Hooked On Pokemon GO

I have never been a gamer because video games make me dizzy. However, I have gotten hooked playing Pokémon GO on the iPhone 7+. I like several things about the game.

The technology is impressive. Thinking about millions of people playing the game at the same time with all the results and triggers happening in the cloud is really amazing. The graphics and animations are very professional and entertaining. Lastly, Pokémon Go fits nicely with my habit of daily walks. You do have to be careful you don’t walk into a tree or a moving car. As of today, I have caught 65 Pokémon, received 18 medals, and reached Level 19. Not bad for somebody 3–4 times older than the average Pokémon Go player.

Niantic, Inc. spun out of Google in October 2015 in partnership with Nintendo and The Pokémon Company. The company says its mission is, “to delight our customers with innovative entertainment experiences which blend works of the imagination with the real world to enable our users to have fun while visiting new places, learning about the world around them, and meeting new friends.” The company’s systems utilize “high throughput real-time geospatial querying and indexing techniques”. The cloud servers process hundreds of millions of game actions per day as people interact with real and virtual objects in the physical world.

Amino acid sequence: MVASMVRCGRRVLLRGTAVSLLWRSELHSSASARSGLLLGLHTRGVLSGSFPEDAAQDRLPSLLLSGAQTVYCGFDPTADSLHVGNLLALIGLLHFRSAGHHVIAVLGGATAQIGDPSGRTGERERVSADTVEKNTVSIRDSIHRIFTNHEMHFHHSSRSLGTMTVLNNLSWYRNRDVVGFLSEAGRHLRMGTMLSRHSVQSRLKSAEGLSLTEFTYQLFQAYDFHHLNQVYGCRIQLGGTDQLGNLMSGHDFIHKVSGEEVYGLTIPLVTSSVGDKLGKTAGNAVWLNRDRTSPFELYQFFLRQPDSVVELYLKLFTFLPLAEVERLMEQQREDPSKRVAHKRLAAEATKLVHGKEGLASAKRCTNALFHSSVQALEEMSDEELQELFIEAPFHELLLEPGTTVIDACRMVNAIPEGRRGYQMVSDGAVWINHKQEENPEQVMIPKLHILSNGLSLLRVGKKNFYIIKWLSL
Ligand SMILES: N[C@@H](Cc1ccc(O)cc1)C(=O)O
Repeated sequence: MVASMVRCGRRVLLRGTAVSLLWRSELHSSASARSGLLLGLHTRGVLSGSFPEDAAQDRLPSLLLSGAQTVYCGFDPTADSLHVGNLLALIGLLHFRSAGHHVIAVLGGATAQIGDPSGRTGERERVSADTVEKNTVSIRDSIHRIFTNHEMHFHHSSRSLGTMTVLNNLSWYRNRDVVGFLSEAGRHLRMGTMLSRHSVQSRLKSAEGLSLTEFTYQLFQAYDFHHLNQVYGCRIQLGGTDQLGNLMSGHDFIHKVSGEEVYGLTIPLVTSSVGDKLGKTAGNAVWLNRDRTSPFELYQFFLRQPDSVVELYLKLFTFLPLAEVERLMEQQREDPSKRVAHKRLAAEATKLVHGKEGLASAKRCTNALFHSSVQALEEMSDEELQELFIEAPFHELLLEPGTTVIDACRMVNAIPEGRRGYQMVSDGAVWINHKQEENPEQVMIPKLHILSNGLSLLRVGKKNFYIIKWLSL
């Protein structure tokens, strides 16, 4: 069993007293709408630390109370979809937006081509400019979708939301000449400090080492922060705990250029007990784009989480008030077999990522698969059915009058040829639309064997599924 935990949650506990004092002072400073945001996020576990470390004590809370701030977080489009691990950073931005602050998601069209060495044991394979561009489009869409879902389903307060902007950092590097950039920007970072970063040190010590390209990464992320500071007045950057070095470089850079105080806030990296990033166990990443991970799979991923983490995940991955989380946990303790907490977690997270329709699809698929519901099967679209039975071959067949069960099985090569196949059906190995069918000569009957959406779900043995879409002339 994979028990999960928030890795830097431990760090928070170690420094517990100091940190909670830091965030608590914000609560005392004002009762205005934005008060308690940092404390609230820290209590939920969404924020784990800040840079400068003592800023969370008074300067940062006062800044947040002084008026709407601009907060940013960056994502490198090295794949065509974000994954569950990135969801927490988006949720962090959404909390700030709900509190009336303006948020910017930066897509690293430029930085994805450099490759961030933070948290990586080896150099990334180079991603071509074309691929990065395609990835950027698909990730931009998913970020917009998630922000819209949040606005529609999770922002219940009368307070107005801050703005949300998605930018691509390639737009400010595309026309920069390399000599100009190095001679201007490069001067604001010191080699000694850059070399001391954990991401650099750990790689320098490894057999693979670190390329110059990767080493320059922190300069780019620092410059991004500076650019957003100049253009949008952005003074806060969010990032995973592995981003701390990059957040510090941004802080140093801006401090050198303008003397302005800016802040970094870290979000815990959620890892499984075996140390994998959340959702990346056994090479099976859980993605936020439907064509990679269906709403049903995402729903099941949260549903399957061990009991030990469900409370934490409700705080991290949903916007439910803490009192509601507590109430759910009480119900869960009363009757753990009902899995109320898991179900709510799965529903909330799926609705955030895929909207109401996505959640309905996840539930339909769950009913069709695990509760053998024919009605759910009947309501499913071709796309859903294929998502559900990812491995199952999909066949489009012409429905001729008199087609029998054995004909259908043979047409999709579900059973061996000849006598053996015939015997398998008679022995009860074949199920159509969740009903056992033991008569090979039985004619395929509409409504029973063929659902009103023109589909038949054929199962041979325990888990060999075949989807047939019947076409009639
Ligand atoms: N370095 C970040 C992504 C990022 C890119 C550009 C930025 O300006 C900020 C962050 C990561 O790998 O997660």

Games are serious stuff, especially those built with 3D, augmented reality (AR), and artificial intelligence (AI) technologies. Some of the job openings currently available at Niantic Labs include Production Engineer, Server Infrastructure Software Engineer, Machine Learning Engineer (AI), Mobile Software Engineer, Unity (a multi platform game development tool) Game Developer, Quality Assurance Engineer, Operations Manager, and Unity Technical Artist.

The financial side of games is enormous. The video game market’s total digital revenue increased 13% year-over-year in November 2016 to $6.7 billion. That was for one month. Although Pokémon GO is free, gamers can make in-app purchases for numerous kinds of “items” such as Poké Balls, which are used to capture Pokémon. In its second-quarter earnings report, Nintendo disclosed it made $115 million in licensing fees from Pokémon GO. The game has made an estimated $600 million in revenue for Niantic Labs in the three months since it launched.


Originally published at www.attitudellc.org on January 13, 2017.